Some time ago, we brought you the story of Shownice Boiled Salted Duck Eggs. The strange color of these eggs proved overwhelming to onlookers, but the flavor was reasonably respectable. After completing this assignment, it was only natural that we should progress to the next level in peculiar poultry products.
Unlike boiled salted duck eggs, preserved duck eggs aren’t found in the refrigerator section. They sit happily on the store shelves without need of any special treatment. Even the package helpfully reassures that these eggs can and should be kept at room temperature. Also unlike boiled salted duck eggs, preserved duck eggs aren’t cooked. That’s right, these are raw eggs, sitting right next to the cans of creamed corn.
Fear not, however, because these eggs have been around long enough to prove their worth as a fashion and fallow foodstuff. In addition to the rather sterile-sounding moniker we’ve already learned, preserved duck eggs are also known as “century eggs”, “thousand-year-old eggs”, and “millennium eggs”. In Thai, these delicious delicacies are called ไข่เยี่ยวม้า (khai yiao ma).
The traditional method of preserving duck eggs involves quicklime, salt, wood ash, and tea. Modern chemistry has improved the process, which is now performed with sodium carbonate, calcium hydroxide, and salt. Regardless of which method is used, the preserved duck egg undergoes a tremendous transformation. The white of the egg turns to a brown translucent gel, and the yolk becomes a creamy greenish-gray mass with an odor of ammonia. Once the change is complete, these eggs can keep for months with no refrigeration.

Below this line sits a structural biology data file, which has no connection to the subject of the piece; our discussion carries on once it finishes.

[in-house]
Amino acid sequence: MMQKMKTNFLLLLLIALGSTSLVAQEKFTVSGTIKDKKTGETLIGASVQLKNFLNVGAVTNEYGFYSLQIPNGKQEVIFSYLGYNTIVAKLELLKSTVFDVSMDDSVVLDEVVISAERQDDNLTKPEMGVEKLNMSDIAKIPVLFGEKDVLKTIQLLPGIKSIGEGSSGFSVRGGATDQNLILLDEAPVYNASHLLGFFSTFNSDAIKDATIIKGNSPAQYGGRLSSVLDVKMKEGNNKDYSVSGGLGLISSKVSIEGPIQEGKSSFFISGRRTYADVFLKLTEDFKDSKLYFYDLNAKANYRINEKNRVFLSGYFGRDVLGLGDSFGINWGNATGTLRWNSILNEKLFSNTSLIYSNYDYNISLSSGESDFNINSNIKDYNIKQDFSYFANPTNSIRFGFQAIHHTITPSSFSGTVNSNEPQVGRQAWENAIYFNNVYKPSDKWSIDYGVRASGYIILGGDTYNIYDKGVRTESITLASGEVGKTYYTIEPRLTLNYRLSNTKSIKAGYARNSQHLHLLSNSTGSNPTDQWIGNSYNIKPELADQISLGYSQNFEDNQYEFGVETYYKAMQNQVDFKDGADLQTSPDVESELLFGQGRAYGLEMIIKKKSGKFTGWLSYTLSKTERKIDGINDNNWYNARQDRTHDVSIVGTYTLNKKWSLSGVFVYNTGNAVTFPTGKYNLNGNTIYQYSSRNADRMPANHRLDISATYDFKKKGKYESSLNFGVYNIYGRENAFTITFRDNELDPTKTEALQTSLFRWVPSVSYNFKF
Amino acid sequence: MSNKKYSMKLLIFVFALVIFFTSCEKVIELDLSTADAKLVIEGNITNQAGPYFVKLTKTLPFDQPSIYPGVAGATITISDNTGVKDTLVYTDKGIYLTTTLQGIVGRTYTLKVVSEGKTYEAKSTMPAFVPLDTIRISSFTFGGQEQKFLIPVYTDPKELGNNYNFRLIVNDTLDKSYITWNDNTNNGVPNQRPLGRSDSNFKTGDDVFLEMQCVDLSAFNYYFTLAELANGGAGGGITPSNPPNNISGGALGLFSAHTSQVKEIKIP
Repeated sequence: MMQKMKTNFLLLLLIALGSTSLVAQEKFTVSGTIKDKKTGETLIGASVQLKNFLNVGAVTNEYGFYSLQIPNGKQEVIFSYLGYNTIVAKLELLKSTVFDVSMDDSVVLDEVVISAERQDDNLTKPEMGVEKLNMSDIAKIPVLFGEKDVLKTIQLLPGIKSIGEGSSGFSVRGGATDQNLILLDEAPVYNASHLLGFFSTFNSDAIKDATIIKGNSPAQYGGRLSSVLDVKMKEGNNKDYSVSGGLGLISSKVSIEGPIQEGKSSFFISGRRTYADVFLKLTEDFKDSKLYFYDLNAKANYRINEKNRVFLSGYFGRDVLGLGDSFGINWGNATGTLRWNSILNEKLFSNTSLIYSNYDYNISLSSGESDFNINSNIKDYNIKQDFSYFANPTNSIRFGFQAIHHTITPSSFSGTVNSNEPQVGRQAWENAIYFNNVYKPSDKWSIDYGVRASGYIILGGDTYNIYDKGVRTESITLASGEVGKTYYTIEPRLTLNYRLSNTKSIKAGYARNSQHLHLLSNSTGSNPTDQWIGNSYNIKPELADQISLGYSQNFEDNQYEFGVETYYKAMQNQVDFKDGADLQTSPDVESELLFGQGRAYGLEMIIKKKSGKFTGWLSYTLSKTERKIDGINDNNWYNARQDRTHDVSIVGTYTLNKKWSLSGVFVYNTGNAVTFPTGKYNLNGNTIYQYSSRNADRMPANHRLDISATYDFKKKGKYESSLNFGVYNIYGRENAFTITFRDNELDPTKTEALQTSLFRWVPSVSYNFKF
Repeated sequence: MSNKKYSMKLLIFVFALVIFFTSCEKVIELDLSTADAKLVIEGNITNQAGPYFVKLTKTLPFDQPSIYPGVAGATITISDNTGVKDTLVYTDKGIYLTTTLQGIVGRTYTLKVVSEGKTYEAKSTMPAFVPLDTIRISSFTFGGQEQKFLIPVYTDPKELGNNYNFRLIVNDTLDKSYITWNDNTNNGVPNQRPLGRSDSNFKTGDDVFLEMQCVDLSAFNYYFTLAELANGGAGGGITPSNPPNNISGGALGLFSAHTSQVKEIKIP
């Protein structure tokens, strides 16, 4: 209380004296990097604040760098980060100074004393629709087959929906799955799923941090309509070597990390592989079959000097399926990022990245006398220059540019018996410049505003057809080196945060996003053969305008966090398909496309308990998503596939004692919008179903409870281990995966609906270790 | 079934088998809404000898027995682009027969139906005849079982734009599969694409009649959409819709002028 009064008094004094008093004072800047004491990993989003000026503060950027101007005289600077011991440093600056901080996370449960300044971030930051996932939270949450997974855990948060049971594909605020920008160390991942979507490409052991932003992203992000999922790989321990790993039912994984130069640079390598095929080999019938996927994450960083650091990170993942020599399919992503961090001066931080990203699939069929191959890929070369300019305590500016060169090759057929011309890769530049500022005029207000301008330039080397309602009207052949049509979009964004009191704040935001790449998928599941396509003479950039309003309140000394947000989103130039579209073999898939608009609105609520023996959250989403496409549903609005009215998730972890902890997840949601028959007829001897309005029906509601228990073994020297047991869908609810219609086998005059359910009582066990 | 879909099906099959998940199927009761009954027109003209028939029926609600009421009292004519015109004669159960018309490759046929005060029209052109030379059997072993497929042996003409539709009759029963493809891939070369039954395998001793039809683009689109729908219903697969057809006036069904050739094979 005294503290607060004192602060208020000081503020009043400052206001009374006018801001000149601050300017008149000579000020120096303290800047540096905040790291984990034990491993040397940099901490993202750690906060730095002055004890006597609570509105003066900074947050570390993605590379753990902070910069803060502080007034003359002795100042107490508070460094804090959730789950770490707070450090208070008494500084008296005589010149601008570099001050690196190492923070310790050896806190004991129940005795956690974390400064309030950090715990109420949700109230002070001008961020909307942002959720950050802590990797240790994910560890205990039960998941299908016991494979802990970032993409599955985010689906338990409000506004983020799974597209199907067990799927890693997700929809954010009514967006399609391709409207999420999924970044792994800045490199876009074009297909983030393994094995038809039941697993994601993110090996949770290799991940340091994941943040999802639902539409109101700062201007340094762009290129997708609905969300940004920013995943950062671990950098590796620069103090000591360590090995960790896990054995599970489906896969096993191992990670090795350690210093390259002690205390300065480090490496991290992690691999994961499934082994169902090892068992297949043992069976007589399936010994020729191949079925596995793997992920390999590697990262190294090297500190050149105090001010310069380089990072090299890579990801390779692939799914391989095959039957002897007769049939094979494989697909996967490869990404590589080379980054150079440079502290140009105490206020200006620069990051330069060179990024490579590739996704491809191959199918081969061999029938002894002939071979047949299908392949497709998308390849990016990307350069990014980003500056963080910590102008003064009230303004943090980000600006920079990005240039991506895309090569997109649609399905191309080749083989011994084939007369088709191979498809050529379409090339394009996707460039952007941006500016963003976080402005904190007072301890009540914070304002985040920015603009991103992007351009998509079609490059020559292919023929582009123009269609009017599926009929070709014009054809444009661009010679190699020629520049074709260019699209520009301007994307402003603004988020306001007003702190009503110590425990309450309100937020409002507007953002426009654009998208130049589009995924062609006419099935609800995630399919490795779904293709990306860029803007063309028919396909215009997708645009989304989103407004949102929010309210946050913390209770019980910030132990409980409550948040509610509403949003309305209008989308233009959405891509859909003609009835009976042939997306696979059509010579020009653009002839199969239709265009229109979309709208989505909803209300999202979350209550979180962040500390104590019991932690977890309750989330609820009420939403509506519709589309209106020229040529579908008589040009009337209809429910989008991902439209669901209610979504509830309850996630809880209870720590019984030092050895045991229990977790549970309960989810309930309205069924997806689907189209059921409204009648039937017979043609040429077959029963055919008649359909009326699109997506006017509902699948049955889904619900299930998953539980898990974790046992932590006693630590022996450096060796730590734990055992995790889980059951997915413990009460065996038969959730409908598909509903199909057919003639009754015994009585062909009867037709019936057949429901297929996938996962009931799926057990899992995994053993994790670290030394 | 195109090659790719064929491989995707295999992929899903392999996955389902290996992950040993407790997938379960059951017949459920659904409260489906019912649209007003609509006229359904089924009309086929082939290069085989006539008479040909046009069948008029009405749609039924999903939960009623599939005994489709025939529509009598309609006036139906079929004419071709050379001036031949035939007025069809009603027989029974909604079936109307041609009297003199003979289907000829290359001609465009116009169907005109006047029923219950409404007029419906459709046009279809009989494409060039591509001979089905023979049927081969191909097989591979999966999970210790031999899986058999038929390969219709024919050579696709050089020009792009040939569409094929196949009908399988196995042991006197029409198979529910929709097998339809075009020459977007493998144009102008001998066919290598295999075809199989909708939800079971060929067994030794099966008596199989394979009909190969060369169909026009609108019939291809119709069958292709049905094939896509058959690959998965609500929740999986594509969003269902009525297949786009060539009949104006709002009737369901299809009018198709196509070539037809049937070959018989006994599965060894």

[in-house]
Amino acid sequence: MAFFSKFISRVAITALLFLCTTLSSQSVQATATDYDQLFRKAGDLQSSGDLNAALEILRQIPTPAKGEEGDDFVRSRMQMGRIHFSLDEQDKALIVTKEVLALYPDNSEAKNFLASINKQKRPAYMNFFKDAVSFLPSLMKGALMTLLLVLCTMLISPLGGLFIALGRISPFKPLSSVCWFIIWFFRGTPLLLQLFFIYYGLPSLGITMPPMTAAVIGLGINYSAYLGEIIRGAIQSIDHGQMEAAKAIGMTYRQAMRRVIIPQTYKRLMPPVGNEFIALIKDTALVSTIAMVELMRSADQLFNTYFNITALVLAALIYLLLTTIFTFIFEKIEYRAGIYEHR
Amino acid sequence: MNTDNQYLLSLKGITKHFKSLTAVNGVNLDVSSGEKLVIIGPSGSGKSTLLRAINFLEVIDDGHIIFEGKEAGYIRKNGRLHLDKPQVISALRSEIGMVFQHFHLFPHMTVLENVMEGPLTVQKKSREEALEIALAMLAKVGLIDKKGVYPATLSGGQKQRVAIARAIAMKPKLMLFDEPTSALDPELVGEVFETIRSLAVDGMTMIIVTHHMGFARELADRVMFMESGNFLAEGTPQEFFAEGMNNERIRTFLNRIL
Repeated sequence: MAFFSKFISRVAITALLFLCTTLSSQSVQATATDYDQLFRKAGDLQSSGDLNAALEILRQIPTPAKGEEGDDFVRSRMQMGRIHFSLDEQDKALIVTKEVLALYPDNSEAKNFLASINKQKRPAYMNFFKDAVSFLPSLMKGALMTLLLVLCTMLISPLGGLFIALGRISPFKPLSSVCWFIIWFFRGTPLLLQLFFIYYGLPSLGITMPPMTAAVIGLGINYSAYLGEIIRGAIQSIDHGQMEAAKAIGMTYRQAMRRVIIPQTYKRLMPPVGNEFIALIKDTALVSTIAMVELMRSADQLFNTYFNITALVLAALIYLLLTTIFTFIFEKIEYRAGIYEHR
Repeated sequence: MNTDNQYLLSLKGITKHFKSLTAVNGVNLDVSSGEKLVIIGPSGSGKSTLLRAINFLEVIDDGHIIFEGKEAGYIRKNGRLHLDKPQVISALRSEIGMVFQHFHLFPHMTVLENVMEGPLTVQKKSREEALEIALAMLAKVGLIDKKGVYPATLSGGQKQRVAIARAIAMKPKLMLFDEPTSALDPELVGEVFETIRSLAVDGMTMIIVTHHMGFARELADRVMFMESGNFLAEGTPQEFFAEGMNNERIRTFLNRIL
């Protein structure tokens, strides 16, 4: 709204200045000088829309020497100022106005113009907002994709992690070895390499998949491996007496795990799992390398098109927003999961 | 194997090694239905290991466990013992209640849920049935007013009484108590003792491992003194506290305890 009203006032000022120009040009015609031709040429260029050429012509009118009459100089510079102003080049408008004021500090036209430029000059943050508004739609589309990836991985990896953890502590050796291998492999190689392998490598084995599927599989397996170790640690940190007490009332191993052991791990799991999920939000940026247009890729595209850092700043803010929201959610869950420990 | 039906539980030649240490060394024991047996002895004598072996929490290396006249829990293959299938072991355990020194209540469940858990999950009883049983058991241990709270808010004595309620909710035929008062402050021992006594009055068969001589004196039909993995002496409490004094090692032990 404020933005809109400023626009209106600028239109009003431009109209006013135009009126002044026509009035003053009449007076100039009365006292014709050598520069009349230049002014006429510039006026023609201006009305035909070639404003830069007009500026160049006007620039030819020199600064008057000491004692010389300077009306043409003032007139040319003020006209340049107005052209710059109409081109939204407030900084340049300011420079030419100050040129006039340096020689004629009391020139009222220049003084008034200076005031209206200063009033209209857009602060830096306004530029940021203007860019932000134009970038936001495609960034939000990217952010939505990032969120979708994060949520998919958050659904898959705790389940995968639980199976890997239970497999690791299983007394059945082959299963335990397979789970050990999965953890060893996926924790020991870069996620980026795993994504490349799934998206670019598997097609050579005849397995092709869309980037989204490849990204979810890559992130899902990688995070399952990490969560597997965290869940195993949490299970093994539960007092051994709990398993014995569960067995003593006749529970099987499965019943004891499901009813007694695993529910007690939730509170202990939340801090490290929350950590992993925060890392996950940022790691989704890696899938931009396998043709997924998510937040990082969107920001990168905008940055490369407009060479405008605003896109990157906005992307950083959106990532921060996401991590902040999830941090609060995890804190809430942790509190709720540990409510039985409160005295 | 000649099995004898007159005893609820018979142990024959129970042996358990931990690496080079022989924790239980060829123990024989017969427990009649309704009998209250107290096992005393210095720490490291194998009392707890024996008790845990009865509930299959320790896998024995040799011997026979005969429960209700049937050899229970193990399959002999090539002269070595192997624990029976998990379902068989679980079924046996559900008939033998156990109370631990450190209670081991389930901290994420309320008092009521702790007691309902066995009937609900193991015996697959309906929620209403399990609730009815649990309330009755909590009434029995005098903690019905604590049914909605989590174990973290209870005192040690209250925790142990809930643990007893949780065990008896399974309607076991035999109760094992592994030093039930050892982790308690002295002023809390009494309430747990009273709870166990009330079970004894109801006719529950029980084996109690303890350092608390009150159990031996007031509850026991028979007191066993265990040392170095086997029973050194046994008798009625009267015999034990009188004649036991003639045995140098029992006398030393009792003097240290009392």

Upon removing the shell, one is first greeted with a speckled skin that belies the egg’s true appearance. Underneath this thin layer is the dark-brown (but also disturbingly translucent) “white”. Slicing into the peeled egg reveals the custard-like yolk in all of its olive-gray glory. It is at this point that the aforementioned aroma of ammonia is released.
Preserved duck eggs are certainly an acquired taste, but with a little practice it seems that it could be possible to enjoy these polychromatic poultry products from time to time, regardless of what you might choose to call them. And speaking of names, there is one name we haven’t yet explained. Khai yiao ma is what these eggs are called in Thailand, and it has to do with their forceful fragrance (and fortunately not their preparation procedure). Khai means “egg”; that’s simple enough. Ma means “horse”, which is a bit odd since these are duck eggs. And finally, yiao means…urine. That’s right: “horse urine eggs”.